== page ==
And that was it. Well, not quite. Hermano Primero would have been proud to see me polish off both dishes of a subtle ginger ice cream before we called for the bill. When it arrived, we both sucked in a considerable amount of breath. Good sushi never comes cheap, that much I learned during my first meal at Ajimura two and a half decades ago, but the bill at a Japanese restaurant still has the capacity to knock the wind from your sails.

Here, with tip for friendly and efficient service, it came to a whopping $330. That’s about $300 more than we would normally plan to spend on a Friday lunch in case you were wondering how often we splurge like this. But, after a quick readjustment in our seats and after the quick mimed “how F**king much?” gesture to each other, we shrugged our shoulders and handed over a credit card.

We laughed about it on the way home and by the time we pulled into our driveway, we had decided that it was just about worth the cost for a meal of such obvious quality in both ingredients and execution. It’s just as well because Sybil is now only too aware that there are, as Princess Diana put it so well, three of us in this marriage.

The other is my mistress of some twenty years, Lady Sushi and I ain’t letting her go any time soon.

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Wednesday, January 26, 2011


I'm usually not a huge fan of the small plate way of eating but on my recent visits to London's Famous West End I've found that I don't always want to book ahead for a full-blown 3-course meal. A few small plates sometimes suits me better and there's now such a concentration of good places that serves them that it becomes an easy way to pop into a few of an evening. Think Oysters at Wright Brothers, Zakuski at Bob Bob Ricard, Gelato from Gelupo.

You can now add Opera Tavern to that list, the latest place from those nice people who also gave us the popular (well I can never get into them) Salt Yard and Dehesa.

I visited on their first night when there was a 50% discount on the food (while we iron out any creases) although the place seemed to be up and running more or less as I expect it to be henceforth.

There were a few little crimps: some room temperature Manzanilla was changed for some of equal warmth. A middle class woe for sure and not very important except in the course of a vaguely Iberian meal. One or two dishes didn’t quite hit the mark but then I did order quite a few. I also felt there was some timidity to the seasoning and spicing - but that’s easily corrected.

Opera Tavern is a two floor affair and I sat in the small dining room upstairs. It was nice enough but it looked a lot more fun downstairs in the bar area. This how eating tapas should be experienced but very rarely is in this country – we don’t mind a bit of hustle and bustle when boozing but we won’t stand for it (literally) when eating.

It might be advancing years but I'm finding a lot menus a bit confusing these days. Used to putting together a standard three courses I’m a bit lost with the small plate scene. Just how much does one order? Having just the prices to go on (more expensive = bigger) I decided to order dishes in small groups and stop when I was stuffed. It also meant no food sitting around getting cold on the table if it all came en masse.

A couple of terrines: one of Lamb and one of Duck and FG didn’t really rock my socks. Is Lamb Breast a good basis for a cold terrine? Not on this showing and it had the same problems as with the Duck and Foie gras: a slightly claggy texture and none of that unctuous mouthfeel that you get with a good one.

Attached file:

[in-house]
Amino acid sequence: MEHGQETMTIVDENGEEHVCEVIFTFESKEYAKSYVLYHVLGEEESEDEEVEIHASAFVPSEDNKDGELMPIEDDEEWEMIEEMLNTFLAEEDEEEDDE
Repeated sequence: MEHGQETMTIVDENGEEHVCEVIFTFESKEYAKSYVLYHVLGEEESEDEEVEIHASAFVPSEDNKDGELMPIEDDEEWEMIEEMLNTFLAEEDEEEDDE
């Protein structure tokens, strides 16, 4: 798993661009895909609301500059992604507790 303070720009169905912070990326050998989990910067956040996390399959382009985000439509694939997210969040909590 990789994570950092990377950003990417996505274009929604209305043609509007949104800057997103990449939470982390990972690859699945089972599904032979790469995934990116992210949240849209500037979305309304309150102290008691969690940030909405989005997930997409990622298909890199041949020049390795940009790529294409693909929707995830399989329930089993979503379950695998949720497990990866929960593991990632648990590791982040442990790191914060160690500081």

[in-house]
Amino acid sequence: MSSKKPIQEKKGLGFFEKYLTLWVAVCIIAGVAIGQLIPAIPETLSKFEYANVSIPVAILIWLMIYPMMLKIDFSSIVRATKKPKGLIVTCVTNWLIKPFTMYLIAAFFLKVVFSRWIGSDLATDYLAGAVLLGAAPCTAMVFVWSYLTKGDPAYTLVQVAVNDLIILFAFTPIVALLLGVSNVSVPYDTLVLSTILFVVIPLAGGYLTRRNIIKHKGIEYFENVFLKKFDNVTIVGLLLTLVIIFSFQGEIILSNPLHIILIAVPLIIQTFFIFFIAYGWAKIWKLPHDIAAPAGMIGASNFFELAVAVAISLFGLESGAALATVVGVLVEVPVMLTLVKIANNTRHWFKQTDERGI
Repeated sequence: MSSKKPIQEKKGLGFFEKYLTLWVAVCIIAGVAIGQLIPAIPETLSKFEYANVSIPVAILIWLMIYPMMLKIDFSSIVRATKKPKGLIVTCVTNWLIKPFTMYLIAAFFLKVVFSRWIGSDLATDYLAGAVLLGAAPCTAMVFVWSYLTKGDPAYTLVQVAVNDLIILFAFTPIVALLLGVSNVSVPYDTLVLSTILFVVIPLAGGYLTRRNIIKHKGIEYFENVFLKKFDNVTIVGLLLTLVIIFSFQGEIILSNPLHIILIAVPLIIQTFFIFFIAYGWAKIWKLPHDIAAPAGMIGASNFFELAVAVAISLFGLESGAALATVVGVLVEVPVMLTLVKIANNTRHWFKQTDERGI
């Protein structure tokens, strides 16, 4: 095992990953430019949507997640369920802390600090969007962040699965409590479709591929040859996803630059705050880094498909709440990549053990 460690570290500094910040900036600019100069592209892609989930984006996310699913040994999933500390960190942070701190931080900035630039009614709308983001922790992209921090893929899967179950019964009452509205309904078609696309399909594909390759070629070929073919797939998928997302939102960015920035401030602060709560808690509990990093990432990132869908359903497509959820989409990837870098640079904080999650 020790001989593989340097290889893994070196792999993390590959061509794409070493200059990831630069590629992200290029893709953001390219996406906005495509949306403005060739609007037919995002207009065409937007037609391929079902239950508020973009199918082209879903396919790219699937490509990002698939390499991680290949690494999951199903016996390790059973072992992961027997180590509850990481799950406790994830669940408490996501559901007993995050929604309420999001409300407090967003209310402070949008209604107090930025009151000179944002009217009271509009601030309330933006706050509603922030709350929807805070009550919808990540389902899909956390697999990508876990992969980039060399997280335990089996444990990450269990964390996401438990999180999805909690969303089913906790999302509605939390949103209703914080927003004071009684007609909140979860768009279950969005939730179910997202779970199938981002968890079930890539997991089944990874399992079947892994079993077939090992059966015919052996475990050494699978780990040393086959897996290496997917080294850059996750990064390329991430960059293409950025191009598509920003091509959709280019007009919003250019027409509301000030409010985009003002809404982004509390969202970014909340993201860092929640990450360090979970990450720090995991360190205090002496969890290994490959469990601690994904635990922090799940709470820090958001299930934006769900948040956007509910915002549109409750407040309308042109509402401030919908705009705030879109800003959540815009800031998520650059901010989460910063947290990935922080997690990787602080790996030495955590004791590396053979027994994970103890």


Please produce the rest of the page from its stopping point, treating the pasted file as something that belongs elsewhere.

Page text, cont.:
The Scotch Egg was perfectly cooked with a soft boiled egg interior and a crisp breaded exterior but I not convinced the veal added anything and may have just contributed to blanding it out a bit. Crisp Iberico Pigs year were great though, being both crisp and porky and the preparation - as fine tendrils of ear - was actually an improvement over the Spanish norm.

The mini Iberico Pork and Foie Gras Burger was a winner too. The patty came medium rare and was topped with delicate little onion rings and was a rich, meaty mouthful. Nom Nom as the kids say. Pickled Guindilla peppers added crunch and an acidic bite. It was so good I did think seriously about ordering a second.

Crispy Squid is a bit of a cliché and seems to be on every menu though not many can pull off the trick of getting it right. It was a good attempt at Opera Tavern with excellent, un-chewy squid but I found it a tad greasy (oil not hot enough?) so you tasted more of the frying than the squid. It also meant I still don’t know what Sea Purslane tastes like.

I liked the Mackerel Escabeche with roasted Beets and Hazelnuts which combine some interesting textures and sweetness of the beets working well against the sourness of the marinade. The fish was a little more fishy than I prefer, as Mackerel tends to be whenever you eat it any distance from the sea.

After fishy treats, back to the meaty ones. Pincho Morunos are more commonly little cubes of pork on skewers. Here they’re also made with Onglet and with Lamb and it Kidney. You'll probably do as I did and order all three. The taste was great if a little diffuse and there was a ‘wetness’ to them which was odd as they had probably just come off the grill. Possibly the porcini had leaked a bit. The spicing could have been kicked up a notch too - small bites like this should have some impact. Still enjoyed them though.

I didn't fancy any of the puddings so the nice staff kindly put together one for me: a lovely Clementine Sorbet with a tremendous Milk Ice Cream. The ice cream being one of the nicest I've had recently.

As with all small plate operations calculating the total price can involve some complex mental arithmetic which usually ends with a gross under-estimation. This will be slightly tempered by the fact most people will not be as big a greedy guts as me and will actually have friends they can share their food (and bill) with.

In any case you’ll still come out of the Opera Tavern well-fed and watered and although it is a chain of sorts it’s one with a more personal touch that stands well above the tourist-targeted dross in the immediate vicinity.